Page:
Archive for the 'Elementary School' Category

December
17th 2014
Taking a Look at This Year’s Colorado School Grades

Posted under Elementary School & High School & Middle School & Parents & Public Charter Schools & Research & School Choice

December is an exciting month for me. For starters, I’ve got some cool presents coming my way next week. In the meantime, I’ve got plenty of fun education stuff to keep me busy. Earlier this month, I had the pleasure of highlighting some standouts among CDE’s annual award winners. This week, I have the honor of presenting the newest report card from Colorado School Grades.

Some might wonder why I’m so excited about school grades. All the data is out there anyway, right? Those people have probably never experienced the sheer horror of navigating performance frameworks on CDE’s website. The information is there, and those with some level of knowledge and experience can find it without experiencing irreversible brain damage. Others who may want or need information on school performance—parents, for instance—are likely to find the system too onerous to be worth the effort.

Colorado school grades rectifies that problem by putting everything into easily understood letter grades. But don’t let the simplicity fool you; all of the variables used by CDE are wrapped into those grades using a complex formula developed by the University of Colorado Denver.  Pretty cool if you ask me.

I’ll let you play around with website’s nifty search and comparison tools on your own. I’d like to highlight some of the “winners” of this year’s grades. Continue Reading »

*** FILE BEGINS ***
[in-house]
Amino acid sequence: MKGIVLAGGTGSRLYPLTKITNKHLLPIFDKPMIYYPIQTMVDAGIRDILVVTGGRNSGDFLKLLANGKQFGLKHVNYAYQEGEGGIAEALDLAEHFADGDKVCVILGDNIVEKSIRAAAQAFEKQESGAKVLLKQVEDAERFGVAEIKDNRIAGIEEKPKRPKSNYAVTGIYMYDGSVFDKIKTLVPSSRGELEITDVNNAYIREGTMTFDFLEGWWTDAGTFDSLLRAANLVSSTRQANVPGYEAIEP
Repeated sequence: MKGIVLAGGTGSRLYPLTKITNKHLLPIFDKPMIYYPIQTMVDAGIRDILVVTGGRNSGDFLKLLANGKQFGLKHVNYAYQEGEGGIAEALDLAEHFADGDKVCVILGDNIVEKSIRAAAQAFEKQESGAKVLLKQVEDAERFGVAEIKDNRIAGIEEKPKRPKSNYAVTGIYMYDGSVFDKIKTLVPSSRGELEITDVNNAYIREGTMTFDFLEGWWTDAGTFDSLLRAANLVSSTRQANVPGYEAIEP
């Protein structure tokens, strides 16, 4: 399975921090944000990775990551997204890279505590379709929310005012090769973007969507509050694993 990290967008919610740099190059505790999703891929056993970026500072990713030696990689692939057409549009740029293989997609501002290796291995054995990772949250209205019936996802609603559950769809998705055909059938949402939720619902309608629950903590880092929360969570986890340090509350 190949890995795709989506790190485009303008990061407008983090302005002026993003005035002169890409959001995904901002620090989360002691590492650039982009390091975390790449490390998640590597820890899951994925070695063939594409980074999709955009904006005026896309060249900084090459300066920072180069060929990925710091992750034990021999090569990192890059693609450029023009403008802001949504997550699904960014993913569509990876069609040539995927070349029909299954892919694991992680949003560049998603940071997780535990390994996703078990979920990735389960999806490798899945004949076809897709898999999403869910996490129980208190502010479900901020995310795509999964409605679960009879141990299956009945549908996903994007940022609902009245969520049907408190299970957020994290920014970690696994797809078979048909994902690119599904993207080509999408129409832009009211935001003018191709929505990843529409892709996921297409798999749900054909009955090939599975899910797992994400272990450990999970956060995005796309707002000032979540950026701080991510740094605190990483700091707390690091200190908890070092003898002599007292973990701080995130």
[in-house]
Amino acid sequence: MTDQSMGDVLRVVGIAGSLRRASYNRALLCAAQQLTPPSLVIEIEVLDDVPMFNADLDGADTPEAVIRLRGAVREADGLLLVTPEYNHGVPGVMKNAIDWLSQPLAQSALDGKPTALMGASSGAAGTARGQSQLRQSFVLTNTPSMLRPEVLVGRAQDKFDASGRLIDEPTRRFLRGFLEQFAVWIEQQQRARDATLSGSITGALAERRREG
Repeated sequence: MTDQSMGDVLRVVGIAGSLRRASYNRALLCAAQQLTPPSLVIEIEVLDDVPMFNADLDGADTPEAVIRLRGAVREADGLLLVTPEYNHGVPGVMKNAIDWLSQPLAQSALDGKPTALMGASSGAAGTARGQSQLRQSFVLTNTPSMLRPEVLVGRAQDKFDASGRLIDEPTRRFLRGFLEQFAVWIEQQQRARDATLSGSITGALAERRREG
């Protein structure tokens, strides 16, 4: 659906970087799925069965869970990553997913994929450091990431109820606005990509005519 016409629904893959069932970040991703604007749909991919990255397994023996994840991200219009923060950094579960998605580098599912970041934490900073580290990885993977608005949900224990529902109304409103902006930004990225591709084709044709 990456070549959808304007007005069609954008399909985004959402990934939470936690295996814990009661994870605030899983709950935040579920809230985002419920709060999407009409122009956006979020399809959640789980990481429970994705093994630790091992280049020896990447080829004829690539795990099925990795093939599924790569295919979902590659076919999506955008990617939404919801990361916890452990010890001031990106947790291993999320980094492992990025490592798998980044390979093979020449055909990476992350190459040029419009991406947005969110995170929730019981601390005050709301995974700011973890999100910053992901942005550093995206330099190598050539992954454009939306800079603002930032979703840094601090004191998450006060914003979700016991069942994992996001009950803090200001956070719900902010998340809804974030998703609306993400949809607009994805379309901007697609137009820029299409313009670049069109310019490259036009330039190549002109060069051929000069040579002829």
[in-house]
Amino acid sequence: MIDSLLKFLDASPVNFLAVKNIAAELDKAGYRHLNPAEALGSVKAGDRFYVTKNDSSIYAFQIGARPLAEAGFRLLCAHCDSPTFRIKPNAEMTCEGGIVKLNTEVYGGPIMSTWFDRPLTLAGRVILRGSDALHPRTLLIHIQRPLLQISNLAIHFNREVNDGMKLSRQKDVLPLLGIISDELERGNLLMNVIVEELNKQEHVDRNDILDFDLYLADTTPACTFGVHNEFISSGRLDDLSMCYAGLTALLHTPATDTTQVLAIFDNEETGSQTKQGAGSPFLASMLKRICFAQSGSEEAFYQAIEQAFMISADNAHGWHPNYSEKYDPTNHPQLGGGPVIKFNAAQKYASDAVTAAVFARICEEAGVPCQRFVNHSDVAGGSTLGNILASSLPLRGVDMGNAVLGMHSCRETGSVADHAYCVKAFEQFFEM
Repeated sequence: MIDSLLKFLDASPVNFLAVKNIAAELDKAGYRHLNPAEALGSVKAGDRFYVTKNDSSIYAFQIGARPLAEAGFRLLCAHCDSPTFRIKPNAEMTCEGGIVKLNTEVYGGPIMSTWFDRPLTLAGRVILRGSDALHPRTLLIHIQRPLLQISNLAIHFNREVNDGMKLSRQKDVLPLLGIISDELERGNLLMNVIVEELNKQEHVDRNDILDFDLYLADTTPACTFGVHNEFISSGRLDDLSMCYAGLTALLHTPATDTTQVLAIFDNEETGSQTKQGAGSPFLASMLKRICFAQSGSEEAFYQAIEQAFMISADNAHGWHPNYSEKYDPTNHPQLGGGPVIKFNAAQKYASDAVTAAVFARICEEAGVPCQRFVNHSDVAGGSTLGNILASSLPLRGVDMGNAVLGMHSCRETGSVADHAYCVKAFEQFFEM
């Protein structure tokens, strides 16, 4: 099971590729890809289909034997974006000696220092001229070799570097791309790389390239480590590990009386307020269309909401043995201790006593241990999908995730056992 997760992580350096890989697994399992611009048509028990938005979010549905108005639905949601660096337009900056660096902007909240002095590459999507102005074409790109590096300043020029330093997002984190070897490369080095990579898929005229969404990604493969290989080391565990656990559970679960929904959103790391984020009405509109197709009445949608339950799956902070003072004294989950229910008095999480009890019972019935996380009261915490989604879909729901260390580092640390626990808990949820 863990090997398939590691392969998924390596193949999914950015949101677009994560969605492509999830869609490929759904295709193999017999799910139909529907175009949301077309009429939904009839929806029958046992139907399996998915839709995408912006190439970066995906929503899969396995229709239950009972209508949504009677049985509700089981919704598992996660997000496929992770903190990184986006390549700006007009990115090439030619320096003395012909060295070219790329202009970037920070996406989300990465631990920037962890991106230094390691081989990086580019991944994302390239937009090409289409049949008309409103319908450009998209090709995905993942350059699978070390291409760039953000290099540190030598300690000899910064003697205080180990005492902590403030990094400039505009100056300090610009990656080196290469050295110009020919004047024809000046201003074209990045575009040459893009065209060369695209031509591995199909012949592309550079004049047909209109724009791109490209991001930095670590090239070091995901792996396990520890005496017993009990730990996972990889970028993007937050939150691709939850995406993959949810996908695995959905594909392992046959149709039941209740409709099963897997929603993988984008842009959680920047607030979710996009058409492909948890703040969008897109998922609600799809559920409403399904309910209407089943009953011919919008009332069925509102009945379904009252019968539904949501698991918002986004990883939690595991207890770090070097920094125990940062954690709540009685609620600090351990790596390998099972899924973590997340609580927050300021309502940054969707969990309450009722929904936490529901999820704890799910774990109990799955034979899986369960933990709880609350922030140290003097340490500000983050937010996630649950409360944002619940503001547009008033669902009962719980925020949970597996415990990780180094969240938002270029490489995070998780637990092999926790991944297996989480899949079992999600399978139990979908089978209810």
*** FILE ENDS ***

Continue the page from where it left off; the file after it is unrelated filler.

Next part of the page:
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December
12th 2014
NCTQ Slaps Down Colorado on Teacher Preparation: Will We Ever Learn?

Posted under Elementary School & High School & Innovation and Reform & Middle School & reading & Research & State Legislature & Teachers

There’s nothing to be proud about narrowly avoiding failure. It makes me nervous just to think about how Colorado still teeters on the edge when it comes to the quality of our teacher preparation. We know how important the role of the classroom instructor is for helping students learn, so the latest release of the National Council on Teacher Quality’s State Teacher Policy Yearbook hardly inspired confidence.

NCTQ’s yearbook has been more or less an annual tradition in recent times. The overall project grades states comprehensively on five key areas: Continue Reading »

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December
11th 2014
Important Scribbles: What Drawings May Say About Lives at Home

Posted under Arts & Early Childhood & Edublogging & Elementary School & Research

Unfortunately for you, faithful readers, I’m operating on a bit of a time crunch today. Because of that, we will forgo our usual lofty education discussion in favor of something a little different: Drawing. I can’t say I’m sad about the diversion; drawing happens to be one of my favorite pastimes. Besides, I’m sure you all need a break after yesterday’s very, very exciting event at the Colorado Supreme Court.

I like to consider myself a titan in the world of little guy art. Fire-breathing dragons, Play Doh monsters, aliens—you name it, I’ve drawn it. But as it turns out, my drawings may reveal more about me than my somewhat nerdy inclinations. A new study from the University of North Carolina Chapel Hill indicates that the drawings of six year olds may offer important hints into what’s going on in those children’s lives. Continue Reading »

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December
5th 2014
Among New School Awards, Jeffco’s Edgewater Elementary Stands Out

Posted under Elementary School & Grades and Standards & Public Charter Schools & Suburban Schools & Urban Schools

It’s Friday, time to stick to something a little lighter and perhaps more upbeat. This week the Colorado Department of Education (CDE) publicly celebrated its annual award winners.

While 27 districts, including Douglas County, earned recognition for topping the state’s accreditation system, today I particularly would like to bring attention to the school-level results from 2013-14 in three major categories: Continue Reading »